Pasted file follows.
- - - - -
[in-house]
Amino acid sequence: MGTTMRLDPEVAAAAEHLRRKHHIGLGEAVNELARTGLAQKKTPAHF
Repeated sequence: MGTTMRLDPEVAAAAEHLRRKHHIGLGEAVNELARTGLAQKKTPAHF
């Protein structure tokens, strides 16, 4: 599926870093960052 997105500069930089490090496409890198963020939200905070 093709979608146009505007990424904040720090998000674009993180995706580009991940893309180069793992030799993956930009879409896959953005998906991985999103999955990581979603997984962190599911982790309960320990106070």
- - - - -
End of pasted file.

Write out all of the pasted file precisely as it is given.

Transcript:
[in-house]
Amino acid sequence: MGTTMRLDPEVAAAAEHLRRKHHIGLGEAVNELARTGLAQKKTPAHF
Repeated sequence: MGTTMRLDPEVAAAAEHLRRKHHIGLGEAVNELARTGLAQKKTPAHF
């Protein structure tokens, strides 16, 4: 599926870093960052 997105500069930089490090496409890198963020939200905070 093709979608146009505007990424904040720090998000674009993180995706580009991940893309180069793992030799993956930009879409896959953005998906991985999103999955990581979603997984962190599911982790309960320990106070």